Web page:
Category Archives: language choices

What Do You Love About Austen’s “Persuasion” and Captain Fredrick Wentworth?

Back in February, Karen Cox hosted a panel of Austen-inspired authors, who have written Persuasion-based tales. The panel included Laura Hile, author of the Mercy’s Embrace trilogy, So Rough a Course, So Lively a Chase, & The Lady Must Decide; Regina … Continue reading

Posted in Austen Authors, British Navy, eBooks, historical fiction, interview, Jane Austen, language choices, Living in the Regency, Persuasion, Vagary | Tagged , , , , , | 6 Comments

Cozy Up to an Austen-Inspired Mystery – The Phantom of Pemberley

The Phantom of Pemberley: A Pride and Prejudice Mystery was my sixth Jane Austen book. As with many of my author friends, I am more than a bit of a “Jane Austen geek.” I have loved Jane Austen’s works since I … Continue reading

Posted in British history, Georgian England, gothic and paranormal, Great Britain, historical fiction, history, Jane Austen, language choices, legends and myths, Living in the Regency, mystery, Regency era, Ulysses Press | Tagged , , , , | Leave a comment

Are You Familiar With These Words and Phrases?

Spillikin ~ The Oxford Living Dictionaries gives us: [treated as singular] A game played with a heap of small rods of wood, bone, or plastic, in which players try to remove one at a time without disturbing the others, while Wikitionary … Continue reading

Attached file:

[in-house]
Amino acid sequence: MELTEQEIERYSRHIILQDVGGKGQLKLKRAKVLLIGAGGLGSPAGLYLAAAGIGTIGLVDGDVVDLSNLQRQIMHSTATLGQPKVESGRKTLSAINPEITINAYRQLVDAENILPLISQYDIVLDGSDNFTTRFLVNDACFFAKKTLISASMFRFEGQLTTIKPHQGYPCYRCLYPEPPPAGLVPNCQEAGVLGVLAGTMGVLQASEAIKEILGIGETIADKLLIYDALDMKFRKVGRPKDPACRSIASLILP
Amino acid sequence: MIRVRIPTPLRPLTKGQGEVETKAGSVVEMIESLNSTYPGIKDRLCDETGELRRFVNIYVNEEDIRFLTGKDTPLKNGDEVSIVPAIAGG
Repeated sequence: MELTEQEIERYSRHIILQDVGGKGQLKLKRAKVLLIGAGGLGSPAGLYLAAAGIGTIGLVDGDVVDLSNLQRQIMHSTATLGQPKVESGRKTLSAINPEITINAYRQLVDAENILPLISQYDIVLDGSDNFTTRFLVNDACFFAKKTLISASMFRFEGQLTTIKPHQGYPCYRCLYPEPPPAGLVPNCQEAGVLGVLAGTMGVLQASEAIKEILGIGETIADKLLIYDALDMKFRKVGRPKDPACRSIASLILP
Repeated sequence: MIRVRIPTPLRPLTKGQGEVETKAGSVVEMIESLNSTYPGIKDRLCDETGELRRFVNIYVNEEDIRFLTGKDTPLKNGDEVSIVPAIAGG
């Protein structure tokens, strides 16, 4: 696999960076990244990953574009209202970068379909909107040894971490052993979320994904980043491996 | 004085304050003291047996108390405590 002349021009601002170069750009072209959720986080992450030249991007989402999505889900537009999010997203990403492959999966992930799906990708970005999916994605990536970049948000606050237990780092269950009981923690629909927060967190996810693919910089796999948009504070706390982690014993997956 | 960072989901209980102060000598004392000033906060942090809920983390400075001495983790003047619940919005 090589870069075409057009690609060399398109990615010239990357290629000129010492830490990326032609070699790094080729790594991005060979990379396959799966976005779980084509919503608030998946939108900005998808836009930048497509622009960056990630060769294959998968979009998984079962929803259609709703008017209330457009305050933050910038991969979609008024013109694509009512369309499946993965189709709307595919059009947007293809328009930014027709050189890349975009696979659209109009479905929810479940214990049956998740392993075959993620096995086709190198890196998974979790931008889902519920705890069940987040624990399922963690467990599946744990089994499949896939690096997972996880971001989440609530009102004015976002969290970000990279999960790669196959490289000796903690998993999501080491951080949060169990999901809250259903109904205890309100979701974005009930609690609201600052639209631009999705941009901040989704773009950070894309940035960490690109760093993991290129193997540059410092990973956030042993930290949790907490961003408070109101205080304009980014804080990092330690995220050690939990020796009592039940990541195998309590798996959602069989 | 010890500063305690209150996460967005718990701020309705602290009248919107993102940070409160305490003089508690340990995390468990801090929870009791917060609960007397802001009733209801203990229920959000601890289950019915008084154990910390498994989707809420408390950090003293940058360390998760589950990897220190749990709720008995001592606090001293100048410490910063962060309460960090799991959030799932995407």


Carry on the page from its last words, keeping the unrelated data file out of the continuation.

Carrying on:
Posted in etymology, language choices, Pop Culture, tall tales, vocabulary, word choices, word origins | Tagged , , , , | 1 Comment

Colorful, Colored, and Colorless Words: Fixing Writing Errors

Do you recall the dreaded 500-words’ essay often assigned by English teachers? Do you also recall the sinking feeling of coming up with 500 words on a subject for which you held no opinion? Do you also recall writing something … Continue reading

Posted in eBooks, editing, language choices, publishing, word choices, word choices, word play, writing | Tagged , , , , , | 3 Comments

Do You Know These Words and Phrases?

Dead as a Doornail. The “doornail” is the plate or knocker upon which the hammer of a door knocker strikes. Phrases.org gives us this explanation on the origin of the phrase. In 1350,  William Langland used the phrase in a translation … Continue reading

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Do You Know These Words and Phrases?

These are some of the words and phrases I have encountered of late while reading. Some I knew the meaning and some I did not. Even when I knew the meaning, I was interested in the word’s origin or how … Continue reading

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Who Is Persuaded in Jane Austen’s “Persuasion”

Jane Austen writes plot-driven masterpieces, and all her God-given skills come together in Persuasion. In Persuasion we find a twist of pathos, not present in her other novels. We can view Austen’s growth as a writer. She provides her reader … Continue reading

Posted in book excerpts, excerpt, film adaptations, historical fiction, Jane Austen, language choices, Living in the Regency, Living in the UK, Persuasion, Regency era, Regency romance, Uncategorized | Tagged , , , | 5 Comments